D.C. Council to Submit Initiative 71 for Congressional Review

Washington, D.C. Council President Phil Mendelson has stated that he will submit Initiative 71, D.C.’s voter-approved initiative to legalize marijuana possession, home cultivation, and sharing, to Congress early next month.

The initiative, as well as Mendelson’s decision to transmit it to Congress, have been the subject of recent controversy following the passage Rep. Andy Harris’s (R-Md.) rider aimed at reversing the initiative. Once Mendelson transmits it, however, Congress will have 30 legislative days to reject the measure; otherwise, it will go into effect automatically.

“The duty to transmit is not discretionary in my view,” Mendelson said. He responded to insinuation that the decision to transmit the measure to Congress was provocative in an interview with Roll Call:

“I’m not trying to defy anybody. I’m responsible for transmitting the initiative. I have a very clear requirement in the Home Rule Act to transmit the legislation. Congress has the ability to step in when that legislation is transmitted, so I don’t see anything that’s provocative here and I certainly don’t intend any provocation.”

Harris and his co-author, Rep. Joe Pitts (R-Pa.) intend to reverse the initiative using their spending bill rider, which states that “none of the funds contained in this Act may be used to enact any law, rule, or regulation to legalize or otherwise reduce penalties associated with the possession, use, or distribution of any schedule I substance.” But the legal case for the rider taking precedence over the will of D.C. voters is feeble: the rider refers specifically to enacting laws, not carrying them out (the language was changed to avoid confusion about drug laws currently in effect). According to D.C.’s congressional delegate Eleanor Holmes Norton, Initiative 71 “was enacted when it was approved overwhelmingly by voters in November.”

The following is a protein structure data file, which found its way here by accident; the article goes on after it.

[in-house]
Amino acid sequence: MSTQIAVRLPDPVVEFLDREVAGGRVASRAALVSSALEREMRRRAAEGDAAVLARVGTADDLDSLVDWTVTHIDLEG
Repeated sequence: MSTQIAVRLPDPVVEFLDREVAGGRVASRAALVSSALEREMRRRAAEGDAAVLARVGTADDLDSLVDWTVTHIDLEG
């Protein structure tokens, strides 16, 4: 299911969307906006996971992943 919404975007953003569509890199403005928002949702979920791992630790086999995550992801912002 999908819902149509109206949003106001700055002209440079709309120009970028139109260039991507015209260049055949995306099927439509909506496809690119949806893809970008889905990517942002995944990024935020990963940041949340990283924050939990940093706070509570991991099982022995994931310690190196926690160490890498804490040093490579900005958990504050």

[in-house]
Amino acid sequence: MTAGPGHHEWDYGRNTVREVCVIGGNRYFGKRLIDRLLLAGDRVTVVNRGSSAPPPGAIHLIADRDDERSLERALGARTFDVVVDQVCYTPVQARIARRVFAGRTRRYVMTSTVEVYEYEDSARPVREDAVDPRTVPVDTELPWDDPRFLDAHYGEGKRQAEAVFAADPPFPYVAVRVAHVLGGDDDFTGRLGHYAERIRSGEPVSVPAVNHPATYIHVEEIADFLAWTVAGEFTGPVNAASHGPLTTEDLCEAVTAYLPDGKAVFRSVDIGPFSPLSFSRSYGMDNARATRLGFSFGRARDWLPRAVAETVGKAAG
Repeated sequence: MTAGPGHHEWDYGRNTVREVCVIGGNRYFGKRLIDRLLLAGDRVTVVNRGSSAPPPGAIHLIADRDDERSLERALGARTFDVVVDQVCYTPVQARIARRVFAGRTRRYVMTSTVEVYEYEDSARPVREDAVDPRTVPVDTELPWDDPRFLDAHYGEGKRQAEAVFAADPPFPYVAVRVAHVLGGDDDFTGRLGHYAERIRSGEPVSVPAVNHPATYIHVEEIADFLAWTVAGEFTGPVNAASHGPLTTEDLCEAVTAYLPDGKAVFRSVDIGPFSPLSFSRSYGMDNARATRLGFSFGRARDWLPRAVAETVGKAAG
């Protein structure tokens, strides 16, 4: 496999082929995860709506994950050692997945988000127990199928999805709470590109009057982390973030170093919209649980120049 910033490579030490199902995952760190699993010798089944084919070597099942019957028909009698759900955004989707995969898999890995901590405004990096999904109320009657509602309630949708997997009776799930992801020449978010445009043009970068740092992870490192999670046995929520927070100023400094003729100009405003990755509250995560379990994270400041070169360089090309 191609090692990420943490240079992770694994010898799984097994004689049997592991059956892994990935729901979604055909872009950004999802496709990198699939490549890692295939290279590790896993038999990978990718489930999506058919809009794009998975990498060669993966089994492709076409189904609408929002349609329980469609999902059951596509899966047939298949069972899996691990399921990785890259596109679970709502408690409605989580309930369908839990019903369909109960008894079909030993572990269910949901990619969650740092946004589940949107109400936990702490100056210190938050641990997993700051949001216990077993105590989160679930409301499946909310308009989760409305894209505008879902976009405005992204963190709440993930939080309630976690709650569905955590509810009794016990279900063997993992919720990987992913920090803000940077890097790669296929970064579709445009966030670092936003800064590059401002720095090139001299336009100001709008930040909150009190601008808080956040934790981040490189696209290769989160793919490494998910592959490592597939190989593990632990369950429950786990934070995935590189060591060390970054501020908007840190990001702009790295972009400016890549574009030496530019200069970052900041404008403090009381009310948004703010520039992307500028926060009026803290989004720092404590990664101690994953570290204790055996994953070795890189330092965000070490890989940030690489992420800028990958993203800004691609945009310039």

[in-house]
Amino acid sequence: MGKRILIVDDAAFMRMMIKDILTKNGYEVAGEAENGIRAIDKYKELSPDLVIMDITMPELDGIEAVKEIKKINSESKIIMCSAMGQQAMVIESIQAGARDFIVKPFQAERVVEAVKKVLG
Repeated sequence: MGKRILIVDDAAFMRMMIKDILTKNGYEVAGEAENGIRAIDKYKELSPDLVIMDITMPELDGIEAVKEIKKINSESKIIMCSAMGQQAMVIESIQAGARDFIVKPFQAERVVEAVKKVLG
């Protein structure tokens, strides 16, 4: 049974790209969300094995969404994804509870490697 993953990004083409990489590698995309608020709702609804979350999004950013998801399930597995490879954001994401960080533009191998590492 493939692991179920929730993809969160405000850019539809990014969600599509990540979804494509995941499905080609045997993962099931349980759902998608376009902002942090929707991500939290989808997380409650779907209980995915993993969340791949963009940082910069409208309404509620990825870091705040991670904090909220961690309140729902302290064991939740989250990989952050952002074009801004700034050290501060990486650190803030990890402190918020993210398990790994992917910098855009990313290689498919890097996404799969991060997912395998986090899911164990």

Harris took advantage of the cover provided by the spending bill to avoid dealing not only with Democrats who support more legislative freedom for D.C. voters, but also with federalist Republicans wary of forcing marijuana prohibition on districts that vote green. The spending bill contains another rider, introduced by Rep. Dana Rohrabacher (R-Calif.), which prevents the Justice Department from using any money to stop D.C. and the states from “implementing… laws that authorize the use, distribution, possession, or cultivation of medical marijuana.”

Harris and Pitts argue that Congress has the authority to control legislative policy in the District of Columbia, and that legalization will lead to increased drug use among teens and “legal chaos” there. But D.C. Council Member David Grosso, author of a bill that would authorize licensing and regulation of marijuana growers and retailers, instead sees Harris’s rider as yet another example of the District “being used as a political pawn by the Congress”: “To undermine the vote of the people—taxpayers—does not foster or promote the ‘limited government’ stance House Republicans claim they stand for; it’s uninformed paternalistic meddling.”




Photo Credit: www.GlynLowe.com

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